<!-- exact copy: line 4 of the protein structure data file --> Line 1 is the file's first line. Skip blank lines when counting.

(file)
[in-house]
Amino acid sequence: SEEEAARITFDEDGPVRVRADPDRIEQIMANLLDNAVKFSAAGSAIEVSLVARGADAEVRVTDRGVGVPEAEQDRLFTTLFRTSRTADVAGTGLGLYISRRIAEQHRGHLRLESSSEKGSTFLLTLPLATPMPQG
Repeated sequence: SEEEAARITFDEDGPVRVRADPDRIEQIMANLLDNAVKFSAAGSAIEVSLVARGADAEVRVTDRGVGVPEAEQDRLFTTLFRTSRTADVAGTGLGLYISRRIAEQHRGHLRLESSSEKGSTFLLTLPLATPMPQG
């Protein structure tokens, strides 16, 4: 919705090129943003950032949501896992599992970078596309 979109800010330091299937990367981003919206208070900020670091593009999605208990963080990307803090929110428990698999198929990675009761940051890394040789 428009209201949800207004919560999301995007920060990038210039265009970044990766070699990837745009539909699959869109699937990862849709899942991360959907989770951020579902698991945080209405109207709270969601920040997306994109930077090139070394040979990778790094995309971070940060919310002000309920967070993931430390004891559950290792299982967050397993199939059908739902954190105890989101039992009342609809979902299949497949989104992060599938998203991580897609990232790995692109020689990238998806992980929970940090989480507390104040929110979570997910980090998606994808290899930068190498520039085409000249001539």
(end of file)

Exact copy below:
């Protein structure tokens, strides 16, 4: 919705090129943003950032949501896992599992970078596309 979109800010330091299937990367981003919206208070900020670091593009999605208990963080990307803090929110428990698999198929990675009761940051890394040789 428009209201949800207004919560999301995007920060990038210039265009970044990766070699990837745009539909699959869109699937990862849709899942991360959907989770951020579902698991945080209405109207709270969601920040997306994109930077090139070394040979990778790094995309971070940060919310002000309920967070993931430390004891559950290792299982967050397993199939059908739902954190105890989101039992009342609809979902299949497949989104992060599938998203991580897609990232790995692109020689990238998806992980929970940090989480507390104040929110979570997910980090998606994808290899930068190498520039085409000249001539």